Claim of Oldest Written Find in Jerusalem

A quick note before I leave to teach in Jordan and Jerusalem for three weeks. Archaeologists claim to have found the oldest written document in Jerusalem.  It is said to come from the 14th century BC. Here is the URL:

Check it out.

A quick note before I leave to teach in Jordan and Jerusalem for three weeks. Archaeologists claim to have found the oldest written document in Jerusalem.  It is said to come from the 14th century BC. Here is the URL:

Check it out.


  • Brian P. Gault

    Cuneiform Fragment

    Dr. Bock,

    Thanks for the link.  I was aware of this find but had not seen this announcement from Mazar, with its images of the fragment.  FYI, it was quickly published late last year in the Israel Exploration Journal: Mazar, Eilat, Wayne Horowitz, Takayoshi Oshima, and Yuval Goren. "A Cuneiform Tablet from the Ophel in Jerusalem." IEJ 60 (2010): 4-21.


  • Kristofer Moore

    Ancient Manuscripts

    May I know what is your position concerning the promoting of the so-called, 'Alexandrian' text style, and the downgrading of the Byzantine text style?  Some of my points are as follows.  The followers of Westcott and Hort seem to have given this text type an affluent name relating it to the likes of John Mark and Origen and the famous catechistical school of the Alexandrian Church of ancient church history.  However, what seems to be more accurate is that the manuscripts are simply found in Egypt, not necessarily in Alexandria, Egypt.  Also, the manuscripts that attest to that text type as few of them as there are, compared to the Byzantine, have been shown to disagree with each other in many ways by John William Burgon as early as 1883 in his very thorough critical examination of Westcott-Hort's critical greek text.  

    My next point is that though the extant copies attesting to the Byzantine text style are admittedly younger, the geographic locale that testifies to it is significantly larger.  Bible scholars are often not Christian believers, but literary critics, and often critical of Christianity.  Can we as true believers embrace a greek New Testament that is largely based on a few manuscripts found in one country that enjoys a dry desert climate conducive to the preservence of the pulpy material of the ancient codexes?  No wonder they are so old.  Does age automatically mean superior?  The wide variety among their own family shows that there was no authoritative text style even by the time period that the Sinaiticus and Vaticanus are believed to have been created.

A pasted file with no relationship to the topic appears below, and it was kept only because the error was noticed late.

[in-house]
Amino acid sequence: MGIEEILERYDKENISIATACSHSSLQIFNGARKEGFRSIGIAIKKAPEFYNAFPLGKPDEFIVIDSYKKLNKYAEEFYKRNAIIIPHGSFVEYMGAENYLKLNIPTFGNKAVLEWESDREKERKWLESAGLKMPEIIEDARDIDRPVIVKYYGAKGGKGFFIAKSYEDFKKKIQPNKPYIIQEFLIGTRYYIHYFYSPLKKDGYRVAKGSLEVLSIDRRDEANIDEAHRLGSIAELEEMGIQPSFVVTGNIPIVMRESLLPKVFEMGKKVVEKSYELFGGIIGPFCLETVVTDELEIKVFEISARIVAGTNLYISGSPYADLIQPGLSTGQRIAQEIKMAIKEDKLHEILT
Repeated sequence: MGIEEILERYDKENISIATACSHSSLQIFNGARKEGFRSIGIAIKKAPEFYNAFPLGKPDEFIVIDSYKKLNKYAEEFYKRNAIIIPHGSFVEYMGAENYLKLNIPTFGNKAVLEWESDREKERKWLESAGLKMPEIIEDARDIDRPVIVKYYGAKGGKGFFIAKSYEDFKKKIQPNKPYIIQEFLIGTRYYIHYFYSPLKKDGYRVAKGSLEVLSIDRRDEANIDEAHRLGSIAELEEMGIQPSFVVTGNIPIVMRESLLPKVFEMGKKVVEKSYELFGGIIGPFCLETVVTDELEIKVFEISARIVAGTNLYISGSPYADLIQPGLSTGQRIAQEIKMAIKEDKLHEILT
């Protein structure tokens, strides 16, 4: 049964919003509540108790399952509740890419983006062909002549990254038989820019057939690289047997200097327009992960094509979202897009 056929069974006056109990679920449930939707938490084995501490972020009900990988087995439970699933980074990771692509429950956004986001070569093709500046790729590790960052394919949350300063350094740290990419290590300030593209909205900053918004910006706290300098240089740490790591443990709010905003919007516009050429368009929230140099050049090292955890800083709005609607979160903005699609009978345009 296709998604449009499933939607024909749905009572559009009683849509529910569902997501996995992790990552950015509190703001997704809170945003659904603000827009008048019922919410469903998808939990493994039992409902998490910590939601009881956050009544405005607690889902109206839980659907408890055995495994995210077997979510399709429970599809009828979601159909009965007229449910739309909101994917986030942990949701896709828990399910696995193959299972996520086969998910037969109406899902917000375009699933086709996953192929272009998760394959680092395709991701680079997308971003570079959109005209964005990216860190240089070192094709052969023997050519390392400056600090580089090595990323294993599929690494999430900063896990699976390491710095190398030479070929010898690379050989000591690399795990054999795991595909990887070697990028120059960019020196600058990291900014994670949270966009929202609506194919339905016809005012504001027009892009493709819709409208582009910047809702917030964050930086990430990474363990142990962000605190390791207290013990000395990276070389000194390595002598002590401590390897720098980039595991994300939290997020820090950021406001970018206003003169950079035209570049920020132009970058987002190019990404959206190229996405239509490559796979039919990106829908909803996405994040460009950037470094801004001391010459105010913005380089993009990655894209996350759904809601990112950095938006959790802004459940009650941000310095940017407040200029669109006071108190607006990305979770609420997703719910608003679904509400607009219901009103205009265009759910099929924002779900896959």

To sum up, I think it is foolish to assign the world to a text type that flourished in only one part of the world in only a short period in the church's history.  

    • Darrell L. Bock

      NT Ancient Manuscripts

      I am not going to debate this with you on this blog. My take is that the Alexandrian family, which simply is a name referring to Egyptian manuscripts, are our earliest texts. The Byzantine family of texts reflects, at least in the gospels, a consistent tendency to harmonize differences between accounts that gives them a secondary feel. It is more likely that a scribe would bring texts together that he is familiar with, than to create differences. This is the harder reading idea. Burgon's point is not impressive because all manuscripts have differences. This is why we do textual criticism. 

  • Kristofer Moore

    Thank you

    Thank you for your answer.  Why may I ask do you not wish to debate this topic?  Is it controversial?  My desire is simply to learn and to grow to a more complete understanding.  I want to know what is the closest to the autographs from which we may rightly interpret scripture and divide the word of truth to disciples.  My concerns are similar to Burgon's beginning with 1Tim 3:16 and then moving on to other things such as the pericope adulterae.  However, in respect to your wishes (this being your blog, of course) I will cordially invite you to visit my blog (as you did say you would not debate this topic on your blog).  If you would be so humble as to join me in a discussion on this topic, I would be very appreciative of your time.  If you click on my name, it should take you to my blog, and there is a post that I created which is devoted to this theme, entitled, "The Alexandrian Text VS the Majority Text."  You will just have to scroll down quite a ways as it is one of my first posts.  There I have given my stance on the textual debate which I think is in harmony with Maurice Robinson's.  I would love to engage in a scholarly discussion with someone as learned as yourself on this topic, so that I could deduce just why so many scholars have embraced this westcott-hort theory of this egyptian text.

  • Darrell L. Bock

    Majority Text

    I will not debate the Majority Text on this blog because the choice of the word foolish in your initial blog appeared to shoe less than a willingness to understand the argument against it. There are good reasons to accept the testimony we have from not only the Alexandrian family but the way in which readings distribute across the range of families, versions, and early Fathers. It is important to recall that Latin became the key language for a significant part of the church by the fourth century and that one reason we have so many Byzantine manuscripts is that many of them are very late and the text represents one geographical area where the text continued to be used in Greek. If we simply count texts of witnesses we have relatively early on, we might be open to the readings of the Latin text. But the major reason for questioning this Byzantine family of texts is the way their material looks secondary and harmonistic at so many points. At least that is what my work in the gospels has shown me. The claims about liberalism of Westcott and Hort do not do them justice in terms of their work against real liberalism out of Germany in the 19th Century (with Lightfoot). Maurice Robinson is a good scholar and the best defender of the Byzantine family. I still do not accept his arguments as ultimately persuasive. If you want to understand why in detail, check out work by my colleague, Dan Wallace, who has written much on the NET about the history of the text, including the Byzantine family of texts.